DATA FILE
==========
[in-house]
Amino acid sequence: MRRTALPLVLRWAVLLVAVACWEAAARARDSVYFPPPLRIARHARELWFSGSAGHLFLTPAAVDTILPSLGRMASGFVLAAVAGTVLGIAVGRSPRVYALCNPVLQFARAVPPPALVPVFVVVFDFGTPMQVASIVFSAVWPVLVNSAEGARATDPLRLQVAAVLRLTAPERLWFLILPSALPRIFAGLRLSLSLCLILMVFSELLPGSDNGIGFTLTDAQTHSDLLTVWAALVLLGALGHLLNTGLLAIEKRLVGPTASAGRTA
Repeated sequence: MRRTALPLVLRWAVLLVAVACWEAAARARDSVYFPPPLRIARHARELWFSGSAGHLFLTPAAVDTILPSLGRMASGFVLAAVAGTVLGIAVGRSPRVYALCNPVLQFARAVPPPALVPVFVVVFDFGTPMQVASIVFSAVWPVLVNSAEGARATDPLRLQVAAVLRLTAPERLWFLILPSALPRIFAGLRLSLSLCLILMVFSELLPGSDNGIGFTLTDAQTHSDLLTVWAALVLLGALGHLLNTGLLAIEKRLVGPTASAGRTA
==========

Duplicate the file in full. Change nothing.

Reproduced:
[in-house]
Amino acid sequence: MRRTALPLVLRWAVLLVAVACWEAAARARDSVYFPPPLRIARHARELWFSGSAGHLFLTPAAVDTILPSLGRMASGFVLAAVAGTVLGIAVGRSPRVYALCNPVLQFARAVPPPALVPVFVVVFDFGTPMQVASIVFSAVWPVLVNSAEGARATDPLRLQVAAVLRLTAPERLWFLILPSALPRIFAGLRLSLSLCLILMVFSELLPGSDNGIGFTLTDAQTHSDLLTVWAALVLLGALGHLLNTGLLAIEKRLVGPTASAGRTA
Repeated sequence: MRRTALPLVLRWAVLLVAVACWEAAARARDSVYFPPPLRIARHARELWFSGSAGHLFLTPAAVDTILPSLGRMASGFVLAAVAGTVLGIAVGRSPRVYALCNPVLQFARAVPPPALVPVFVVVFDFGTPMQVASIVFSAVWPVLVNSAEGARATDPLRLQVAAVLRLTAPERLWFLILPSALPRIFAGLRLSLSLCLILMVFSELLPGSDNGIGFTLTDAQTHSDLLTVWAALVLLGALGHLLNTGLLAIEKRLVGPTASAGRTA